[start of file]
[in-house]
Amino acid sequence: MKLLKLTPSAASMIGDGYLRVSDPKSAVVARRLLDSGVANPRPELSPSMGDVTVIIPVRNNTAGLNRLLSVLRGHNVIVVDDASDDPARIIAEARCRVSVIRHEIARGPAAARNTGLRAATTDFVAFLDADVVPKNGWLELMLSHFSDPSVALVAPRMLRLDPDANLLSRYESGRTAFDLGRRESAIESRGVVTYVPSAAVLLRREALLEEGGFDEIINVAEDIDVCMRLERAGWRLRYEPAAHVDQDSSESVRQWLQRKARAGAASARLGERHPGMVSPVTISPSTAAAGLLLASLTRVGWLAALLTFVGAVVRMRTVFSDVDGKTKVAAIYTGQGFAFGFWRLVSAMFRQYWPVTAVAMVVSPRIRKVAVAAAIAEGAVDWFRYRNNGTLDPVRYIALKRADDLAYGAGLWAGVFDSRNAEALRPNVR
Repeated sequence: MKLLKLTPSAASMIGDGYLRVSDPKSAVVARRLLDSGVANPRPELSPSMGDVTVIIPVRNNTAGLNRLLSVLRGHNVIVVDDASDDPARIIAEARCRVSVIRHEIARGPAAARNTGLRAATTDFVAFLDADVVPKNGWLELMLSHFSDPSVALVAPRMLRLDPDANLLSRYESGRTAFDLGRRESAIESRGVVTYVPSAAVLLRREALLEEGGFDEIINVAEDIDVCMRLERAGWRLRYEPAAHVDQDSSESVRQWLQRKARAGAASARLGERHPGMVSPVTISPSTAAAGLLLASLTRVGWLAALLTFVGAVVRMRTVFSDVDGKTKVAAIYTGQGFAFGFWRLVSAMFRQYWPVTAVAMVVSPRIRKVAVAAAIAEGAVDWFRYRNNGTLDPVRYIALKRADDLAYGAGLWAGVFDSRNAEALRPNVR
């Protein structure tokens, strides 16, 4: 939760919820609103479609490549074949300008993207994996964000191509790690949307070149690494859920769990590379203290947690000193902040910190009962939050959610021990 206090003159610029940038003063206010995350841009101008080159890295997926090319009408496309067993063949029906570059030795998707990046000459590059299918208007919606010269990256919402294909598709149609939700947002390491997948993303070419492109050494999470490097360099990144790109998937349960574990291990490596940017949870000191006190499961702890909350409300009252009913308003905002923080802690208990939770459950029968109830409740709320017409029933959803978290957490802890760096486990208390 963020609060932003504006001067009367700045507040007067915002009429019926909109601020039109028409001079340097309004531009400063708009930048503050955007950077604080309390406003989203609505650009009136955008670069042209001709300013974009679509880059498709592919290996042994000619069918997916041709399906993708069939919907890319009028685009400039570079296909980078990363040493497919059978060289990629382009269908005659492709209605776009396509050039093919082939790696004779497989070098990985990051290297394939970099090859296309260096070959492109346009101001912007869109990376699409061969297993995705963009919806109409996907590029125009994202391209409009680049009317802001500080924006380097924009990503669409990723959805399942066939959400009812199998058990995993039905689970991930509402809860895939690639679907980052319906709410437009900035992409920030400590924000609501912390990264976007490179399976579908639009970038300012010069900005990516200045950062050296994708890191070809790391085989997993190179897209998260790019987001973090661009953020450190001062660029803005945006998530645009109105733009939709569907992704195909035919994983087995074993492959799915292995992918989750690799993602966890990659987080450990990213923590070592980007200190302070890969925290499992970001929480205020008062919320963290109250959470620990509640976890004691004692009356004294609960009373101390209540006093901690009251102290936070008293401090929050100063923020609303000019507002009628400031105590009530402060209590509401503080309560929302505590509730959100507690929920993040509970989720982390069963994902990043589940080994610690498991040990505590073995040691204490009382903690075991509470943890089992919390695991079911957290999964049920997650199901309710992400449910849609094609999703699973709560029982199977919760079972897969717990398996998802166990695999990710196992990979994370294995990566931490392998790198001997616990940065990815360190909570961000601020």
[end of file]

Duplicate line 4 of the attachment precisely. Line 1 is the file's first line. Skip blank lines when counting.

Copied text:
């Protein structure tokens, strides 16, 4: 939760919820609103479609490549074949300008993207994996964000191509790690949307070149690494859920769990590379203290947690000193902040910190009962939050959610021990 206090003159610029940038003063206010995350841009101008080159890295997926090319009408496309067993063949029906570059030795998707990046000459590059299918208007919606010269990256919402294909598709149609939700947002390491997948993303070419492109050494999470490097360099990144790109998937349960574990291990490596940017949870000191006190499961702890909350409300009252009913308003905002923080802690208990939770459950029968109830409740709320017409029933959803978290957490802890760096486990208390 963020609060932003504006001067009367700045507040007067915002009429019926909109601020039109028409001079340097309004531009400063708009930048503050955007950077604080309390406003989203609505650009009136955008670069042209001709300013974009679509880059498709592919290996042994000619069918997916041709399906993708069939919907890319009028685009400039570079296909980078990363040493497919059978060289990629382009269908005659492709209605776009396509050039093919082939790696004779497989070098990985990051290297394939970099090859296309260096070959492109346009101001912007869109990376699409061969297993995705963009919806109409996907590029125009994202391209409009680049009317802001500080924006380097924009990503669409990723959805399942066939959400009812199998058990995993039905689970991930509402809860895939690639679907980052319906709410437009900035992409920030400590924000609501912390990264976007490179399976579908639009970038300012010069900005990516200045950062050296994708890191070809790391085989997993190179897209998260790019987001973090661009953020450190001062660029803005945006998530645009109105733009939709569907992704195909035919994983087995074993492959799915292995992918989750690799993602966890990659987080450990990213923590070592980007200190302070890969925290499992970001929480205020008062919320963290109250959470620990509640976890004691004692009356004294609960009373101390209540006093901690009251102290936070008293401090929050100063923020609303000019507002009628400031105590009530402060209590509401503080309560929302505590509730959100507690929920993040509970989720982390069963994902990043589940080994610690498991040990505590073995040691204490009382903690075991509470943890089992919390695991079911957290999964049920997650199901309710992400449910849609094609999703699973709560029982199977919760079972897969717990398996998802166990695999990710196992990979994370294995990566931490392998790198001997616990940065990815360190909570961000601020």